Do I need to obtain an endorsement from my title insurance in order to transfer my real estate to my trust without losing coverage? Yes, if the title insurance stops coverage upon transfer to a trust.
- Locate your title insurance policy. If missing, contact the title company that handled the escrow when you purchased the real property and ask for a copy.
- Review the title insurance policy to see if the scope of coverage is restricted and does not transfer to trust, pursuant to a new California law, policies issued after May 18, 2014 are supposed to include coverage after transfer to a trust.
If your title insurance does not include transfers to trust, then follow the steps below to obtain an Endorsement from Title Insurance to add your trust as an additional insured.
- Determine if your Title insurer still exists, and if not, what title company currently holds the policy. This may take some internet research.
- Request CLTA Endorsement Form 107.9 from title company (see sample linked below). You will need to provide the title company with a copy of the trust, a copy of the title insurance, and a copy of the transfer deed.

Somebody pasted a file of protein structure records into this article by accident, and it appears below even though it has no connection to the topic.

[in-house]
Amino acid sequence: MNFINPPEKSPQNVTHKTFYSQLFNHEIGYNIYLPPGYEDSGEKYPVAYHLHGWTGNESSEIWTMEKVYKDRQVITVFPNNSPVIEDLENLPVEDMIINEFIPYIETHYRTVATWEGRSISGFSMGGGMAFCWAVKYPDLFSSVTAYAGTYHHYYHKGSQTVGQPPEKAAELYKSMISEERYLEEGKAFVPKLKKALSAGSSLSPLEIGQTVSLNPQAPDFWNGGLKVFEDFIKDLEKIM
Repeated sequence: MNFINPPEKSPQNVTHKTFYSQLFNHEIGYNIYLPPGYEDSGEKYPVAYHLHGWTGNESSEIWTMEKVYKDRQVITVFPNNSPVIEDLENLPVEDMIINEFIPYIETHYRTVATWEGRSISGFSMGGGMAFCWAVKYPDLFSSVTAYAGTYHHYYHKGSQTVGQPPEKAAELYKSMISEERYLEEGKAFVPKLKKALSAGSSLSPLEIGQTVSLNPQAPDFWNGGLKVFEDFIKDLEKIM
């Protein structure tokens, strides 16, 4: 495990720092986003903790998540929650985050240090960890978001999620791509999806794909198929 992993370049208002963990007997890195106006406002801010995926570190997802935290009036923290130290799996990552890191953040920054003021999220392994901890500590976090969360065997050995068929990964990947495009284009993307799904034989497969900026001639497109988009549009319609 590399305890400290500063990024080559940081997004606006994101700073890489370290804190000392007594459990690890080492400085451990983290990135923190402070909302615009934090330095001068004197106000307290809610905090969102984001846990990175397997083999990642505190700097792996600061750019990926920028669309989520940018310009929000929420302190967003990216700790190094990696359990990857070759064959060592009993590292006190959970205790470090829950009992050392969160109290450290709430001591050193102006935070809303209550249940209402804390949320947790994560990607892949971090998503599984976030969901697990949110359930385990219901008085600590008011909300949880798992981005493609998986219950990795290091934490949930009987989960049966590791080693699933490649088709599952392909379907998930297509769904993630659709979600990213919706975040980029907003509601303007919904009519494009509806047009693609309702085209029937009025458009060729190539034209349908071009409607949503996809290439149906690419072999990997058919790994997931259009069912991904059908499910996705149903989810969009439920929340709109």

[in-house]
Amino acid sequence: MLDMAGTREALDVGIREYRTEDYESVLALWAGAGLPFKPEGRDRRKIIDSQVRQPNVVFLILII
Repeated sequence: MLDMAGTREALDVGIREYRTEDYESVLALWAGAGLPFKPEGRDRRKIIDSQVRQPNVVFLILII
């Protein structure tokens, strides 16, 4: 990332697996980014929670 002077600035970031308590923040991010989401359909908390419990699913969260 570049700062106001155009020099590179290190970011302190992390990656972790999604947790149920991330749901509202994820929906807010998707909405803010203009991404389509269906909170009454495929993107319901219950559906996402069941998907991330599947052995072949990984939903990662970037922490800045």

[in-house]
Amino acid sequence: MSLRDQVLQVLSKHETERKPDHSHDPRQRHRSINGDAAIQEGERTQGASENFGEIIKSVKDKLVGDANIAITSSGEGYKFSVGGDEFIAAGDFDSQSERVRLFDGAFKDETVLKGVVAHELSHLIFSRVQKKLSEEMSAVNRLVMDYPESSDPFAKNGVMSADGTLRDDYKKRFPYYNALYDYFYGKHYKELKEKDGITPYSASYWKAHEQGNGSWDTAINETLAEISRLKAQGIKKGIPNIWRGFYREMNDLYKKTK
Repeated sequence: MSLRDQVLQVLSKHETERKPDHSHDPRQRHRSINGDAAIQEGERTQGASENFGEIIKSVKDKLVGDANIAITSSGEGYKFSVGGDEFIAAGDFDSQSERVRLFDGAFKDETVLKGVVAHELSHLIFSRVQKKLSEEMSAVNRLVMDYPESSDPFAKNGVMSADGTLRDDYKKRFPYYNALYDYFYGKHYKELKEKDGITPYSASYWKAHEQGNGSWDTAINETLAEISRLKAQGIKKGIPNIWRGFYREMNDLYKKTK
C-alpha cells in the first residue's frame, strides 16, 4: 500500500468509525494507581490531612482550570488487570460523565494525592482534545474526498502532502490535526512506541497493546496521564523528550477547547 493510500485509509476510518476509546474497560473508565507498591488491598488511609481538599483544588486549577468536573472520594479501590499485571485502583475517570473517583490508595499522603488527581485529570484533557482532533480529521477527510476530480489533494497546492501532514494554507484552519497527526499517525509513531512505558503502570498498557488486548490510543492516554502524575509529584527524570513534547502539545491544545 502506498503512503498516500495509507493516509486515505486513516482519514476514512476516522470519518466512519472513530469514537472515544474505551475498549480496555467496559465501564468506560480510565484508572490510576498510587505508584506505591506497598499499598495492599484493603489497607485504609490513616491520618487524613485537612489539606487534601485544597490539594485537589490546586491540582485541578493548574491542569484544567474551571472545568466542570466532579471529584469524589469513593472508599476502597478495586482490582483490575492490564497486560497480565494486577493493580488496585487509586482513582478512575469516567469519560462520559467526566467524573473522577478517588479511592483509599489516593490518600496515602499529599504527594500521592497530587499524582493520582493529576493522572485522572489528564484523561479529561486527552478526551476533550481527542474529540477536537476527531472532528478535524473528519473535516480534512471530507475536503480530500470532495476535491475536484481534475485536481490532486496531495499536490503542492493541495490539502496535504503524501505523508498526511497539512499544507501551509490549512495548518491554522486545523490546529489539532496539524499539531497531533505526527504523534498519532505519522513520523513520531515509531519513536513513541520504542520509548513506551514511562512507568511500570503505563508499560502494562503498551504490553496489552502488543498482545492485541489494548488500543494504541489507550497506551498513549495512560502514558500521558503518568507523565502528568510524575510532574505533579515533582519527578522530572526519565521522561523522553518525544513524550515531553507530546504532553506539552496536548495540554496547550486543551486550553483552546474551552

- Determine the price of the endorsement. Usually title companies charge a nominal fee for this endorsement.
- Keep your endorsement and title policy in a safe place.
What to do if the company refuses to endorse your trust? You can purchase expanded coverage to include transfers to and from trusts. You can also purchase an entirely new policy if you are unable to find the old title insurance policy. It is usually less expensive to purchase title insurance than for your real estate to be left outside of the trust because it costs thousands of dollars to go through probate upon your death. You will have to weigh the cost of the endorsement process against whether you are concerned about needing your title insurance in the future.
Click the links below to access the documents that are appropriate for you- depending on your married status.